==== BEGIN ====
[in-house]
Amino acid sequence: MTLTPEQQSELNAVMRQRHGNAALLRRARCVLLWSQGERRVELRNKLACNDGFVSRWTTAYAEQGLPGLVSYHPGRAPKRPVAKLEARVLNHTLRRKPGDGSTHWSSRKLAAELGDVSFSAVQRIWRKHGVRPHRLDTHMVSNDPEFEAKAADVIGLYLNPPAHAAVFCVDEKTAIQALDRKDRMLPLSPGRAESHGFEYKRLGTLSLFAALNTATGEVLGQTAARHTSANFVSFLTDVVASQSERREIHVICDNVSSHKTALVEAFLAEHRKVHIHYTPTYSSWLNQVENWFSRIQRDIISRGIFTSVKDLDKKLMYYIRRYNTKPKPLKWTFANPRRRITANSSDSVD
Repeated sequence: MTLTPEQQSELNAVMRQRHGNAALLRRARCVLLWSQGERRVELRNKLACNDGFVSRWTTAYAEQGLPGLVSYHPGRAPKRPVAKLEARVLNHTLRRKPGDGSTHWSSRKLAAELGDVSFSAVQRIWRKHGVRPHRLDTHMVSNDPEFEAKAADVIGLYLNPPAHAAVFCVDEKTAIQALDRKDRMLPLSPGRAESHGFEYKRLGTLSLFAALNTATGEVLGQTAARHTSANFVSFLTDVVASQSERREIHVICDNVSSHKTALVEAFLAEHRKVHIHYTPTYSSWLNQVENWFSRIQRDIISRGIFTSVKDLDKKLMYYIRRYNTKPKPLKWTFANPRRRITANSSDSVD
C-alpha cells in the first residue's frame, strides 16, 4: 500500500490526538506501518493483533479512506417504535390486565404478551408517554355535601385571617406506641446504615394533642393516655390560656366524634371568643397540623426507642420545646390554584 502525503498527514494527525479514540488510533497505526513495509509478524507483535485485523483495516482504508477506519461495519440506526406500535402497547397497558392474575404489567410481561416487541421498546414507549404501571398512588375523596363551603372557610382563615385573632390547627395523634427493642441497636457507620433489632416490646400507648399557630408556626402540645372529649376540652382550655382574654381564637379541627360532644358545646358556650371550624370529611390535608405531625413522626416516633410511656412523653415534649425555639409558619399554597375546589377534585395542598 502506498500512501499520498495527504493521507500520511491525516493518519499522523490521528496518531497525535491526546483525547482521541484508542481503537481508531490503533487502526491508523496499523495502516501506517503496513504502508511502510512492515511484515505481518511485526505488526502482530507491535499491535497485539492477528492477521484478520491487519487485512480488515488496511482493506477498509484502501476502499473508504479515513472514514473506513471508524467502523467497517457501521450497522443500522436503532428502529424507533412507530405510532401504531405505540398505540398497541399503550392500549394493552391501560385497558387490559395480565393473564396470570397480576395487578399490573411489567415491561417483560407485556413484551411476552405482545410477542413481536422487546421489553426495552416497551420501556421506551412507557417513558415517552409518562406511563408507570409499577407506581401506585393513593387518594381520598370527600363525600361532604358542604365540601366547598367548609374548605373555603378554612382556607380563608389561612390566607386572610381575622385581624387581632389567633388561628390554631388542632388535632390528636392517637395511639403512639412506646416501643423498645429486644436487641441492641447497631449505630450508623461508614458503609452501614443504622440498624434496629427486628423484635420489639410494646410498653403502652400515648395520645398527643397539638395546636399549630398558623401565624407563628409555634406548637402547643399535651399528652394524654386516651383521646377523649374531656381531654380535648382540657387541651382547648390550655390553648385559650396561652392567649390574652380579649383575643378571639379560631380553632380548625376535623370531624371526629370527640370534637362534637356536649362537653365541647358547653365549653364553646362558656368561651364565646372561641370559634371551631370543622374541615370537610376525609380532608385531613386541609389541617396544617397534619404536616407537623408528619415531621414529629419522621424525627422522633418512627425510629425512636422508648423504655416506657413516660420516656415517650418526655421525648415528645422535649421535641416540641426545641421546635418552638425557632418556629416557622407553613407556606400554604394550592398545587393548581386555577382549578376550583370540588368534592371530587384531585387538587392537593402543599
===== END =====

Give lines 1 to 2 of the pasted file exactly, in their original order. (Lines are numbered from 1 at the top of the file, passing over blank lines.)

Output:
[in-house]
Amino acid sequence: MTLTPEQQSELNAVMRQRHGNAALLRRARCVLLWSQGERRVELRNKLACNDGFVSRWTTAYAEQGLPGLVSYHPGRAPKRPVAKLEARVLNHTLRRKPGDGSTHWSSRKLAAELGDVSFSAVQRIWRKHGVRPHRLDTHMVSNDPEFEAKAADVIGLYLNPPAHAAVFCVDEKTAIQALDRKDRMLPLSPGRAESHGFEYKRLGTLSLFAALNTATGEVLGQTAARHTSANFVSFLTDVVASQSERREIHVICDNVSSHKTALVEAFLAEHRKVHIHYTPTYSSWLNQVENWFSRIQRDIISRGIFTSVKDLDKKLMYYIRRYNTKPKPLKWTFANPRRRITANSSDSVD